May 22, 2018
The Hawaiian volcano, Kilauea, is still erupting and lava is now blocking escape routes. More eruptions are still expected as toxic gas plumes envelop parts of the island.
People in Hawaii are facing new warnings over toxic fumes produced when molten rock flows into the ocean, as the state continues to battle eruptions from the Kilauea volcano. Officials say two lava flows have reached the Pacific, creating thick hazardous clouds known as “laze.”
The clouds contain hydrochloric acid and glass particles which can cause irritation and breathing difficulties, reported the BBC. The US Geological Survey describes laze as a “hot, corrosive, gas mixture.” When molten lava hits seawater, the chemical reaction can create “hazy and noxious conditions”, the USGS said in a statement. Officials are warning people to stay away from areas where lava meets the ocean, as laze can cause lung, eye and skin irritation. “This hot, corrosive gas mixture caused two deaths immediately adjacent to the coastal entry point in 2000 when seawater washed across recent and active lava flows,” the HVO said.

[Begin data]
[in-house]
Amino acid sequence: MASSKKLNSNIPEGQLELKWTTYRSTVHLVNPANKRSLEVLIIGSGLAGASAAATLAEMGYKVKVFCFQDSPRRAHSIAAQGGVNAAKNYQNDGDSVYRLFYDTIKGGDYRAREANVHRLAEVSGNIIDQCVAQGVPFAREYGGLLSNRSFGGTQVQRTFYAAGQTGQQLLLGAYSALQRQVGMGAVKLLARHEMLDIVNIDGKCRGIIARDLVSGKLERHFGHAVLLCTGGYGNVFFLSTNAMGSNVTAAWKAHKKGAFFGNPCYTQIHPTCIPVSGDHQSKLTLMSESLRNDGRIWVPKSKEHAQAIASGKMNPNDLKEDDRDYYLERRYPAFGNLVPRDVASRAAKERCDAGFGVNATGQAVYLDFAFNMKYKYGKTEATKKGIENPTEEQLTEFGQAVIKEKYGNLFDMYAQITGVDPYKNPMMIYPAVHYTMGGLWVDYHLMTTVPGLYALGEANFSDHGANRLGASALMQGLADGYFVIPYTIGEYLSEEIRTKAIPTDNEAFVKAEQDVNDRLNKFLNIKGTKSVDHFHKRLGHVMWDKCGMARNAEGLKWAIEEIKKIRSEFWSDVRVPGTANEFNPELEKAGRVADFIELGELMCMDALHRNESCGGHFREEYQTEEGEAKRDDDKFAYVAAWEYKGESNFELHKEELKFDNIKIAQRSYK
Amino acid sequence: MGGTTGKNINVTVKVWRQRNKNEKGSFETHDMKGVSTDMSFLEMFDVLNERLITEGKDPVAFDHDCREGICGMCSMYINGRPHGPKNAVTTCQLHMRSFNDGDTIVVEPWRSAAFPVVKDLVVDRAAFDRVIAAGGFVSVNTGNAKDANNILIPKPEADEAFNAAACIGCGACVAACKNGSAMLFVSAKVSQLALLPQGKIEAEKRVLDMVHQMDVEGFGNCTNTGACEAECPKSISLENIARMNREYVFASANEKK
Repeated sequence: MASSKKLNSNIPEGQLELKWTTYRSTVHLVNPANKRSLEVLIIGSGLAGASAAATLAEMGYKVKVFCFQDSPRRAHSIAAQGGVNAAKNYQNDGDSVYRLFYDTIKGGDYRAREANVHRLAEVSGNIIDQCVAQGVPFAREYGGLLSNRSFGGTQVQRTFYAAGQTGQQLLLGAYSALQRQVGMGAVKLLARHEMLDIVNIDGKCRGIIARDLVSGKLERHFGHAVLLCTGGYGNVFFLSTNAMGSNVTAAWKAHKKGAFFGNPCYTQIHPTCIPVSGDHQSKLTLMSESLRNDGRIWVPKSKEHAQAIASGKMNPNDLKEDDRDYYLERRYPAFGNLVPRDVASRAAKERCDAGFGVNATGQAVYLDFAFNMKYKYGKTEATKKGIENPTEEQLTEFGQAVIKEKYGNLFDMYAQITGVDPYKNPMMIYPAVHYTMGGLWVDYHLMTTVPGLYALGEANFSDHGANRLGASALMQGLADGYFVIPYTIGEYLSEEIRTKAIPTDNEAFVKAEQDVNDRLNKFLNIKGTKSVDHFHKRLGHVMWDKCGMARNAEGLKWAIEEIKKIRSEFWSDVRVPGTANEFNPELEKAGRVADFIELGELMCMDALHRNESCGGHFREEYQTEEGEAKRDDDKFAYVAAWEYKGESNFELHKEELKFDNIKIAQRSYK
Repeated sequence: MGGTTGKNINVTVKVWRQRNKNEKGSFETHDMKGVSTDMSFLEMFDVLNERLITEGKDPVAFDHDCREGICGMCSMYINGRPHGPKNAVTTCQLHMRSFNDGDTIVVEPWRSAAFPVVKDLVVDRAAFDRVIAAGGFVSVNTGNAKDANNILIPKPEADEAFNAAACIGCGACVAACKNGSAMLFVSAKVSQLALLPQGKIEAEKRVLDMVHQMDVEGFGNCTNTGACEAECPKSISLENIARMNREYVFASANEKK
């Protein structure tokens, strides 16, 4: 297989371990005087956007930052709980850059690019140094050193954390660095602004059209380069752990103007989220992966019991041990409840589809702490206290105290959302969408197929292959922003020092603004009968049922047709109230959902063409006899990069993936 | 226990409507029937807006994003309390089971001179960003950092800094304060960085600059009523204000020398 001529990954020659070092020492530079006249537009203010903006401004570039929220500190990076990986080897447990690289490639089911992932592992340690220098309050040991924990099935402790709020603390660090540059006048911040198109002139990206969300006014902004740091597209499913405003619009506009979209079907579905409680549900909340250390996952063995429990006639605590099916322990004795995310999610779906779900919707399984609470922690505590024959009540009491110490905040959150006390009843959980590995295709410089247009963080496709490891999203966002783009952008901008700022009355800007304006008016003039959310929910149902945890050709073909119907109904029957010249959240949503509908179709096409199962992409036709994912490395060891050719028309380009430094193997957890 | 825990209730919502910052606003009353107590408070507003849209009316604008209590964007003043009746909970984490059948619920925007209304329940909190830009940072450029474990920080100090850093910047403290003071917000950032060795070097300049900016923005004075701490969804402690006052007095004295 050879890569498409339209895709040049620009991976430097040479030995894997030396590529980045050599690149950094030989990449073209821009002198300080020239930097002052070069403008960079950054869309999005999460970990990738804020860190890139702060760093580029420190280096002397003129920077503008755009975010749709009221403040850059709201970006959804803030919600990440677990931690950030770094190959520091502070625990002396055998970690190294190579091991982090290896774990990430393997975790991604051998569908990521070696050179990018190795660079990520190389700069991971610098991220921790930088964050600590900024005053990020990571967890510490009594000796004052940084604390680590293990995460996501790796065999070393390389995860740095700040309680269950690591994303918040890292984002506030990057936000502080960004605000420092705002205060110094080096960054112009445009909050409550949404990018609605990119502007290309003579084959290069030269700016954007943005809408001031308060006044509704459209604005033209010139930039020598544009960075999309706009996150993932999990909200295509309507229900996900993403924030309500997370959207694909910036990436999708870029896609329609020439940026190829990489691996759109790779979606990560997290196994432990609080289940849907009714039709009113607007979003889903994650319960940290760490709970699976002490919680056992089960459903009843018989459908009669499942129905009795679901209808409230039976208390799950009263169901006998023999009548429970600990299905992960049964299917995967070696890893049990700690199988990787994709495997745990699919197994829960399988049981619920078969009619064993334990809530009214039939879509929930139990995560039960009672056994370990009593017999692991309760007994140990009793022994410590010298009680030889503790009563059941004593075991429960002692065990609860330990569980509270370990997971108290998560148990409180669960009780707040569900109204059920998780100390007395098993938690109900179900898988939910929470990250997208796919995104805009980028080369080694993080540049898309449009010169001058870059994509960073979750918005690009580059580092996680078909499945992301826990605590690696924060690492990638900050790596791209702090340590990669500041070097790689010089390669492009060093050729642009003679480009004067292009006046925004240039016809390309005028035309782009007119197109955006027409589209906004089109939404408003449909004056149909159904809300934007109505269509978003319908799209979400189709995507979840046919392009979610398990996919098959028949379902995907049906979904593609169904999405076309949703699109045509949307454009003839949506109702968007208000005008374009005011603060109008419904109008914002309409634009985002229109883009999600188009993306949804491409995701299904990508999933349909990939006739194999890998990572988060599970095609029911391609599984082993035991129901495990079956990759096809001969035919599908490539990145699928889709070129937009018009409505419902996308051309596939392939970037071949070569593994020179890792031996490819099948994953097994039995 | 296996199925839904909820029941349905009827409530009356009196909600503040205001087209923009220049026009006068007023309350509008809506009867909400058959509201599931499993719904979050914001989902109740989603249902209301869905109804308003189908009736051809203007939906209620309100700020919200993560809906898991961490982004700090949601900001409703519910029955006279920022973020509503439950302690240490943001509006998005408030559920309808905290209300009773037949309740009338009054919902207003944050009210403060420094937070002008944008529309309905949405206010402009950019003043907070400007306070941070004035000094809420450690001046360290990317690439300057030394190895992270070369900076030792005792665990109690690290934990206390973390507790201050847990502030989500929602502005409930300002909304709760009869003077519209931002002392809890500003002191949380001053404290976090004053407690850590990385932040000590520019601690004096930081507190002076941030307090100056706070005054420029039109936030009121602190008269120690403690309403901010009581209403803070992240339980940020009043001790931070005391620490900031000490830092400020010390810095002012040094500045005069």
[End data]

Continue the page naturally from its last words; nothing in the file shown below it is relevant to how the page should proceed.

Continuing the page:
But the “laze” or toxic gas plumes aren’t the only problems the volcano has caused. The lava flows have also blocked escape routes. The threat from laze began after lava crossed Highway 137 late Saturday night and entered the Pacific Ocean, the Hawaiian Volcano Observatory said. This lava flow has also cut off parts of the road, a critical access point, which affects thousands of residents, reported CNN affiliate Hawaii News Now.
Lava bombs are also still a problem and have caused one serious injury so far. Over the weekend, a man sitting on his porch was hit in the leg by a lava bomb, leaving him seriously hurt, according to Hawaii County Civil Defense Administrator Talmadge Magno. His leg was shattered at the point of impact. It’s the first serious…